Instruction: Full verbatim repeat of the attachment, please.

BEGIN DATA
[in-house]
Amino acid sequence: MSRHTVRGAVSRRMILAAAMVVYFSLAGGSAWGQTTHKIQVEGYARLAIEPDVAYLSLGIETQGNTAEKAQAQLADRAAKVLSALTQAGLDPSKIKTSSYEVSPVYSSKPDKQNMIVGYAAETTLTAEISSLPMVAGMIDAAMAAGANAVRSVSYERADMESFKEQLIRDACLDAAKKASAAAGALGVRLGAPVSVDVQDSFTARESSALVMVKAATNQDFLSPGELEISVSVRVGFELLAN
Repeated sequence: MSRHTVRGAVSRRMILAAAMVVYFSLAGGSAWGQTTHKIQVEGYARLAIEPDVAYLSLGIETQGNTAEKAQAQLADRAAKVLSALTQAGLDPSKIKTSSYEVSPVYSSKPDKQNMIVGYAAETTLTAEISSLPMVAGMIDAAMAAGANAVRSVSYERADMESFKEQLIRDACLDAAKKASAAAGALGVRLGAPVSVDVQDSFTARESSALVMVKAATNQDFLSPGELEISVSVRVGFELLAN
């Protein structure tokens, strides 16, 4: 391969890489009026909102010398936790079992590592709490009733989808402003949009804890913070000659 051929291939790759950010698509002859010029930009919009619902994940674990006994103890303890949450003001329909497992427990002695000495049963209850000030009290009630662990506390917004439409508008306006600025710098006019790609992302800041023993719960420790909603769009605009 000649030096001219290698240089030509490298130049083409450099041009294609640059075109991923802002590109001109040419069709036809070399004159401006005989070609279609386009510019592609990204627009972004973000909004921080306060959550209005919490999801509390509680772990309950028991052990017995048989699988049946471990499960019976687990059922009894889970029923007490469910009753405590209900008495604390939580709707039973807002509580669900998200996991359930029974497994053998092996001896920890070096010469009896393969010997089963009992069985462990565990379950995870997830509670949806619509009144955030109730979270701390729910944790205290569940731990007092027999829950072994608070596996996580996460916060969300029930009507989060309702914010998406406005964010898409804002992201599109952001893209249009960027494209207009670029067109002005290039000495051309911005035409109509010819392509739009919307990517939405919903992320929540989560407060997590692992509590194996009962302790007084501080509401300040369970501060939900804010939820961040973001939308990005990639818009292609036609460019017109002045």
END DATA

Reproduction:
[in-house]
Amino acid sequence: MSRHTVRGAVSRRMILAAAMVVYFSLAGGSAWGQTTHKIQVEGYARLAIEPDVAYLSLGIETQGNTAEKAQAQLADRAAKVLSALTQAGLDPSKIKTSSYEVSPVYSSKPDKQNMIVGYAAETTLTAEISSLPMVAGMIDAAMAAGANAVRSVSYERADMESFKEQLIRDACLDAAKKASAAAGALGVRLGAPVSVDVQDSFTARESSALVMVKAATNQDFLSPGELEISVSVRVGFELLAN
Repeated sequence: MSRHTVRGAVSRRMILAAAMVVYFSLAGGSAWGQTTHKIQVEGYARLAIEPDVAYLSLGIETQGNTAEKAQAQLADRAAKVLSALTQAGLDPSKIKTSSYEVSPVYSSKPDKQNMIVGYAAETTLTAEISSLPMVAGMIDAAMAAGANAVRSVSYERADMESFKEQLIRDACLDAAKKASAAAGALGVRLGAPVSVDVQDSFTARESSALVMVKAATNQDFLSPGELEISVSVRVGFELLAN
């Protein structure tokens, strides 16, 4: 391969890489009026909102010398936790079992590592709490009733989808402003949009804890913070000659 051929291939790759950010698509002859010029930009919009619902994940674990006994103890303890949450003001329909497992427990002695000495049963209850000030009290009630662990506390917004439409508008306006600025710098006019790609992302800041023993719960420790909603769009605009 000649030096001219290698240089030509490298130049083409450099041009294609640059075109991923802002590109001109040419069709036809070399004159401006005989070609279609386009510019592609990204627009972004973000909004921080306060959550209005919490999801509390509680772990309950028991052990017995048989699988049946471990499960019976687990059922009894889970029923007490469910009753405590209900008495604390939580709707039973807002509580669900998200996991359930029974497994053998092996001896920890070096010469009896393969010997089963009992069985462990565990379950995870997830509670949806619509009144955030109730979270701390729910944790205290569940731990007092027999829950072994608070596996996580996460916060969300029930009507989060309702914010998406406005964010898409804002992201599109952001893209249009960027494209207009670029067109002005290039000495051309911005035409109509010819392509739009919307990517939405919903992320929540989560407060997590692992509590194996009962302790007084501080509401300040369970501060939900804010939820961040973001939308990005990639818009292609036609460019017109002045």